Eleven Biotherapeutics will eliminate 70% of the company’s workforce—14 positions—in the company’s latest retrenchment move following two clinical trial failures for its lead product candidate stretching back to last year.

The jobs were cut “in order to preserve the company’s resources as it determines future strategic plans,” Eleven said yesterday in a regulatory filing.

Eleven said it expected the layoffs to be substantially complete in the third quarter.

The workforce reduction is the latest of several restructuring moves by Eleven following two failures of its lead product candidate isunakinra (EBI-005) in clinical trials.

In May 2015, the company said isunakinra did not achieve its co-primary endpoints in the Phase III OASIS study assessing the candidate in moderate to severe dry eye disease—namely the total corneal fluorescein staining score and the patient-reported measurement related to ocular pain and discomfort based on the ocular surface disease index (OSDI), as measured from baseline to week 12 and compared with a control group.

That failure touched off a nearly 75% slide in the company’s share price last year, finishing at $3.01. The company’ share price has since fallen to $2.33 at the close of trading yesterday, though shares inched up to $2.35 in after-hours trading as of 8:58 a.m. ET today.

Earlier this year, isunakinra failed a Phase III study assessing the candidate in patients with severe allergic conjunctivitis. The company acknowledged on January 16 that there were no statistically significant differences between patients treated with isunakinra and a control group on the primary endpoint of ocular itching or on any secondary endpoints.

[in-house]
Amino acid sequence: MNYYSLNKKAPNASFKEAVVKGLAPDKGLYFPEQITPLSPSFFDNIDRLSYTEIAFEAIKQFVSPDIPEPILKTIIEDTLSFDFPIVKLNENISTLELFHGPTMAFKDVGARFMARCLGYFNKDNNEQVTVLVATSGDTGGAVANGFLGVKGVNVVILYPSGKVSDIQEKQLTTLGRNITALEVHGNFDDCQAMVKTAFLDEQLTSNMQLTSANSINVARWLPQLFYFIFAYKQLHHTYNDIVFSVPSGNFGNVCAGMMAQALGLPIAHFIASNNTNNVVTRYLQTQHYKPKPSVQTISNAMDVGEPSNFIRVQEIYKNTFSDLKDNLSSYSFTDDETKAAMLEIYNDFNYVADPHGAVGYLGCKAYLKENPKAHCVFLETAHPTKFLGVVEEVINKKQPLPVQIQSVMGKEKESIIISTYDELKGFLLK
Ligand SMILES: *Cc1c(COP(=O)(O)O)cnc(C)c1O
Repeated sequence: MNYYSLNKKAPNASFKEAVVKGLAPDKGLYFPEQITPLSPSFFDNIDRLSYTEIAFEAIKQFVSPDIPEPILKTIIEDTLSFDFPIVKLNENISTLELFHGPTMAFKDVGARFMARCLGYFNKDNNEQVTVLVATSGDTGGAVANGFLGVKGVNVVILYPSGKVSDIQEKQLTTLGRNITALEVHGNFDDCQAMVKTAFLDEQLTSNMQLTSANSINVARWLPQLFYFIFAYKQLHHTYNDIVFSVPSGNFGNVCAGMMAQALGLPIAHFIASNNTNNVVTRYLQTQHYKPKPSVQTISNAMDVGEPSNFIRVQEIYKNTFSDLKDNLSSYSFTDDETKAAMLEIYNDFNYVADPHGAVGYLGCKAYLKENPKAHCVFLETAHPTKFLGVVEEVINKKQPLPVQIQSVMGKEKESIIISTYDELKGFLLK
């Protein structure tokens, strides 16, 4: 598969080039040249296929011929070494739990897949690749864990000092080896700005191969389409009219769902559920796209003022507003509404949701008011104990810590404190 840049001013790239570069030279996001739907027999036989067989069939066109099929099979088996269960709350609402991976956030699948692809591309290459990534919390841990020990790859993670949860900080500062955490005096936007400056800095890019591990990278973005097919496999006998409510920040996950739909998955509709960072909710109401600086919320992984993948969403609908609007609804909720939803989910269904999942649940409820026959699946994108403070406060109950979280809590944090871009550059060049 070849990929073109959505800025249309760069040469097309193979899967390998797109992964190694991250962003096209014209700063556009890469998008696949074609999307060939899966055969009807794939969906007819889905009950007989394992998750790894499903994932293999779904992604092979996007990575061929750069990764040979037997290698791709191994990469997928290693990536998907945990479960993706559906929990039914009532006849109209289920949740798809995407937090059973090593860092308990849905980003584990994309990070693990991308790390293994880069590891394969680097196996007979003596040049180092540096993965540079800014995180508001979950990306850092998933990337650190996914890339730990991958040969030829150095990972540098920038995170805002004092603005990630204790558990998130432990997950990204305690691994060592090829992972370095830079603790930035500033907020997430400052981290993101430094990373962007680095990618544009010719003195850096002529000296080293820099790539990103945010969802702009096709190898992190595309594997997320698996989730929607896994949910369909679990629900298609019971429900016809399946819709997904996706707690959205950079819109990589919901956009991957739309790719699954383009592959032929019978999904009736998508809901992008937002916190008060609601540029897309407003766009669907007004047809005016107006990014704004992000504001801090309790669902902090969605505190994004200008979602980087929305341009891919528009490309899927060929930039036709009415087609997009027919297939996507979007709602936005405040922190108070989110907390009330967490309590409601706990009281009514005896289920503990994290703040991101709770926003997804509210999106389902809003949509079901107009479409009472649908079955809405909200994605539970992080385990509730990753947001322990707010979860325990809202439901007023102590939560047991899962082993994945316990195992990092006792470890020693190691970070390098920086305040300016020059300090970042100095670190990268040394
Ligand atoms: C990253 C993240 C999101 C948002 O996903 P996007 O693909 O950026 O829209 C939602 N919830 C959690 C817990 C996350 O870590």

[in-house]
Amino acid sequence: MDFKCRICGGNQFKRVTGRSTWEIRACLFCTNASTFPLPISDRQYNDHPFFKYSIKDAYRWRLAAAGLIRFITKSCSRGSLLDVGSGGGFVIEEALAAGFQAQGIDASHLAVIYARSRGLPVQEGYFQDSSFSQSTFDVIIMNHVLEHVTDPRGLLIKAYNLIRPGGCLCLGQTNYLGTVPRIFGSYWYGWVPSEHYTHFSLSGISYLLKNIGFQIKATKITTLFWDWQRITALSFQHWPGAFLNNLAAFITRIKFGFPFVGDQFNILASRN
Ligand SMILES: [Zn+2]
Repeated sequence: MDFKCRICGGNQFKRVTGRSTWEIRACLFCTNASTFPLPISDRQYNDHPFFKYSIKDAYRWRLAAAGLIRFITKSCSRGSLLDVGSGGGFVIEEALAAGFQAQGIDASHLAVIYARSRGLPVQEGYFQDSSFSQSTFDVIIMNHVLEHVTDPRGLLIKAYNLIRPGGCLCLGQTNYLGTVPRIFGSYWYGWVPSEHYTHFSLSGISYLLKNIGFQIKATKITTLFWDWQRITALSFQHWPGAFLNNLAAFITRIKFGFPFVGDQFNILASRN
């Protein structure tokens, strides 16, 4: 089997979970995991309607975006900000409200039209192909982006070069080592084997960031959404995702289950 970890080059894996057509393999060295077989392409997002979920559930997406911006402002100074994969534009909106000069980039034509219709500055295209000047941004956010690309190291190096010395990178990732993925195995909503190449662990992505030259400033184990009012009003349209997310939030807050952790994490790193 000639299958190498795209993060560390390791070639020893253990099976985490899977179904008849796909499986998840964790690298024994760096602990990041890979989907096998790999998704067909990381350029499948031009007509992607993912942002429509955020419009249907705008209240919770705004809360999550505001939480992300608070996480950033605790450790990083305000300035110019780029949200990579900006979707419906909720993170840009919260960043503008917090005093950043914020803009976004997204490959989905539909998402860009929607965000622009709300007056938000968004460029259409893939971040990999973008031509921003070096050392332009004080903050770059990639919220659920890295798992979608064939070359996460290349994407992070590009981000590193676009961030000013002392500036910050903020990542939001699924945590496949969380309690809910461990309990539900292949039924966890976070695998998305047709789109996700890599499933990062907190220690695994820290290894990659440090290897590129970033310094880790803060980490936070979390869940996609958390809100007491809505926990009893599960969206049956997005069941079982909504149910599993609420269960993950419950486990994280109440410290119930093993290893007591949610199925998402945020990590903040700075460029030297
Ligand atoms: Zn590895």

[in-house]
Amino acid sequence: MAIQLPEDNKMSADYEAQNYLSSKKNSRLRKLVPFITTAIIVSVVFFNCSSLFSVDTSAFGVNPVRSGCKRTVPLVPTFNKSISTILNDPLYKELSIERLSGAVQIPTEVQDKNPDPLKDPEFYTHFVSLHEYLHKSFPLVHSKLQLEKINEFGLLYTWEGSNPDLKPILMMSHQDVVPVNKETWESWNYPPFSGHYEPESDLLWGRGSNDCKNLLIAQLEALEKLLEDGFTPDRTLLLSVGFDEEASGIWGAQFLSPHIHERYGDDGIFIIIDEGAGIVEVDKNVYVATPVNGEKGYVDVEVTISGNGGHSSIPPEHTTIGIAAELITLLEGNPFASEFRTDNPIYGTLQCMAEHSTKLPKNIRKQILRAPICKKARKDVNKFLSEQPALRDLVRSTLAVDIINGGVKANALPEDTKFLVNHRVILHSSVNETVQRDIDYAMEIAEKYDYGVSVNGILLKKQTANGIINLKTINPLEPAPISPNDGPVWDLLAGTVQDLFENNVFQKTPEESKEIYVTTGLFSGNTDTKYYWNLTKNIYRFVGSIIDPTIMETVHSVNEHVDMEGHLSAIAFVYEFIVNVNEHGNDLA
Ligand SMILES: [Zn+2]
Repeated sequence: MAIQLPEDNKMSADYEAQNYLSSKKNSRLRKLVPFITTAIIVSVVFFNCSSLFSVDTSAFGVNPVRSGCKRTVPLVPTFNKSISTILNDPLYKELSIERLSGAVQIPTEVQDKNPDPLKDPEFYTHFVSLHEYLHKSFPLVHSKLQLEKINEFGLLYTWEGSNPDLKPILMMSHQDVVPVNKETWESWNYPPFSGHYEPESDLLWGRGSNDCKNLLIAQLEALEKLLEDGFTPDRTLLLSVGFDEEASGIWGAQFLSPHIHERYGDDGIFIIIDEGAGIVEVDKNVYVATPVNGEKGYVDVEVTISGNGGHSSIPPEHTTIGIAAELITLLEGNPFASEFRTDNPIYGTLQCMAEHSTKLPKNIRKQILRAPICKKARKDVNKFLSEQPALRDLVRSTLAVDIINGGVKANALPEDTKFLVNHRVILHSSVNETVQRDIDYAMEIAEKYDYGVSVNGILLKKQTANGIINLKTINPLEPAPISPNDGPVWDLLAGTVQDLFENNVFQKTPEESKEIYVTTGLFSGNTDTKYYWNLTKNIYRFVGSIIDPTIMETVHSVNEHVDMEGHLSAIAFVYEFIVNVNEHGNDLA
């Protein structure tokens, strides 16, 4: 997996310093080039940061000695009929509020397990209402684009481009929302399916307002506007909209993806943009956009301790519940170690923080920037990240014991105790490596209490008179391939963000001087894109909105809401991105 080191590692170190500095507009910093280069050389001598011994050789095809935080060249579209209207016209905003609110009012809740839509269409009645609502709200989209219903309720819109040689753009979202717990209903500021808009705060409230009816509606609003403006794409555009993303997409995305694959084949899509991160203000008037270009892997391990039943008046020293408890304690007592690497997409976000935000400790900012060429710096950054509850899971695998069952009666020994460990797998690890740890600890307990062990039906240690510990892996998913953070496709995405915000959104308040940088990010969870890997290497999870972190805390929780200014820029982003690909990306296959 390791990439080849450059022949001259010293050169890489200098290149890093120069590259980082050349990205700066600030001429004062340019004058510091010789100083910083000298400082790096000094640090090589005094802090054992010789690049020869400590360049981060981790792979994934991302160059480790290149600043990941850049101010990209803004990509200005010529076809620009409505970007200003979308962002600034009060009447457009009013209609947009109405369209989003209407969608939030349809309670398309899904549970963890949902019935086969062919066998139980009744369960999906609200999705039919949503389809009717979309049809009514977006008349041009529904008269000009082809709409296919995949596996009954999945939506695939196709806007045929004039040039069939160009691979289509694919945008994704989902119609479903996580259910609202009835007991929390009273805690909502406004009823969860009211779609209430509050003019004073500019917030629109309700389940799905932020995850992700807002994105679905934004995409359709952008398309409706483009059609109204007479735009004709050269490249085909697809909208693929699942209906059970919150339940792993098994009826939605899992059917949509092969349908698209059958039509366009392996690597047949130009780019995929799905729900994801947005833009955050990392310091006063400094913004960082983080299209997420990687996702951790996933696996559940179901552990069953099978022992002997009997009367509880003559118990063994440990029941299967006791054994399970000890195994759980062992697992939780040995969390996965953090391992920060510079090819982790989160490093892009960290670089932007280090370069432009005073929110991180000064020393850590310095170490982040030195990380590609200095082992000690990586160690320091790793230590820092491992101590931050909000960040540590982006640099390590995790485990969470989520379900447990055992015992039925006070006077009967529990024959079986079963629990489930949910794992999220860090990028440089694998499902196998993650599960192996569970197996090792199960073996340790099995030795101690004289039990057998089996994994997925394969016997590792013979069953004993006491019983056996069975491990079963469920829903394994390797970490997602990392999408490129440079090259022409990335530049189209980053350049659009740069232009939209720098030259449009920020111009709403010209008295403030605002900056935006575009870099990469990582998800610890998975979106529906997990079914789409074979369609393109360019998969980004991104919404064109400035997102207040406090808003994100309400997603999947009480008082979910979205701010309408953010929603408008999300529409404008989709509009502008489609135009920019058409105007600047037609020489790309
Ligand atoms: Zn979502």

Eleven followed up by saying in March it was evaluating strategic alternatives that would include selling the company, launching a strategic partnership, or licensing or selling some of the company's technologies.

Since then, Eleven has licensed its interleukin-6 (IL-6) antagonist antibody technology to Roche for up to $270 million, in a deal announced June 13.

The company projected it will incur $0.9 million in total restructuring costs. Two-thirds of those costs or approximately $0.6 million includes severance, benefits, and related costs—of which half would be paid during the third quarter and the other half in the fourth quarter.

The remaining $0.3 million consists of potential fixed-asset impairments.

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